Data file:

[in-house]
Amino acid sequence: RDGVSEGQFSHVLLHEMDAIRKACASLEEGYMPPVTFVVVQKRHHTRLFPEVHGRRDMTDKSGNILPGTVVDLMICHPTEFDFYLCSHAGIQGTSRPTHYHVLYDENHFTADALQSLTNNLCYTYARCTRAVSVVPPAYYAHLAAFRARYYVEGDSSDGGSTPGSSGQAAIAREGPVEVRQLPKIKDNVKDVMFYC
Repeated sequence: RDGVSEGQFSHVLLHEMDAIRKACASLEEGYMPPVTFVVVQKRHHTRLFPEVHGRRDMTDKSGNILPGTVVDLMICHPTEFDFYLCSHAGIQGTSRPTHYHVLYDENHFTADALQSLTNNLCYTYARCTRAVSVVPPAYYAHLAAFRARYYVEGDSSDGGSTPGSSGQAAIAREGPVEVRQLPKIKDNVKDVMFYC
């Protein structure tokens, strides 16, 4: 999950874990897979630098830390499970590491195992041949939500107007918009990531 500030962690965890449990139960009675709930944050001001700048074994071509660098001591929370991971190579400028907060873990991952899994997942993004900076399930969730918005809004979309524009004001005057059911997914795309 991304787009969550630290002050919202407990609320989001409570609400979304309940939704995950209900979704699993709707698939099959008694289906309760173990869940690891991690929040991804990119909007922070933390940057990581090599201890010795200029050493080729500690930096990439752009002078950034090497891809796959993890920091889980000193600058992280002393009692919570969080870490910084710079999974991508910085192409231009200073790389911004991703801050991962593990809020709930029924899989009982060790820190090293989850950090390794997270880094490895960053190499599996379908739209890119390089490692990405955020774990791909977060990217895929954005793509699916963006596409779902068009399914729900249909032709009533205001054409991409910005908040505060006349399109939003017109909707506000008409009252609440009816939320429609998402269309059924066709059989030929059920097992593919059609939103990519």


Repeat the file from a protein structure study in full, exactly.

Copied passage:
[in-house]
Amino acid sequence: RDGVSEGQFSHVLLHEMDAIRKACASLEEGYMPPVTFVVVQKRHHTRLFPEVHGRRDMTDKSGNILPGTVVDLMICHPTEFDFYLCSHAGIQGTSRPTHYHVLYDENHFTADALQSLTNNLCYTYARCTRAVSVVPPAYYAHLAAFRARYYVEGDSSDGGSTPGSSGQAAIAREGPVEVRQLPKIKDNVKDVMFYC
Repeated sequence: RDGVSEGQFSHVLLHEMDAIRKACASLEEGYMPPVTFVVVQKRHHTRLFPEVHGRRDMTDKSGNILPGTVVDLMICHPTEFDFYLCSHAGIQGTSRPTHYHVLYDENHFTADALQSLTNNLCYTYARCTRAVSVVPPAYYAHLAAFRARYYVEGDSSDGGSTPGSSGQAAIAREGPVEVRQLPKIKDNVKDVMFYC
């Protein structure tokens, strides 16, 4: 999950874990897979630098830390499970590491195992041949939500107007918009990531 500030962690965890449990139960009675709930944050001001700048074994071509660098001591929370991971190579400028907060873990991952899994997942993004900076399930969730918005809004979309524009004001005057059911997914795309 991304787009969550630290002050919202407990609320989001409570609400979304309940939704995950209900979704699993709707698939099959008694289906309760173990869940690891991690929040991804990119909007922070933390940057990581090599201890010795200029050493080729500690930096990439752009002078950034090497891809796959993890920091889980000193600058992280002393009692919570969080870490910084710079999974991508910085192409231009200073790389911004991703801050991962593990809020709930029924899989009982060790820190090293989850950090390794997270880094490895960053190499599996379908739209890119390089490692990405955020774990791909977060990217895929954005793509699916963006596409779902068009399914729900249909032709009533205001054409991409910005908040505060006349399109939003017109909707506000008409009252609440009816939320429609998402269309059924066709059989030929059920097992593919059609939103990519």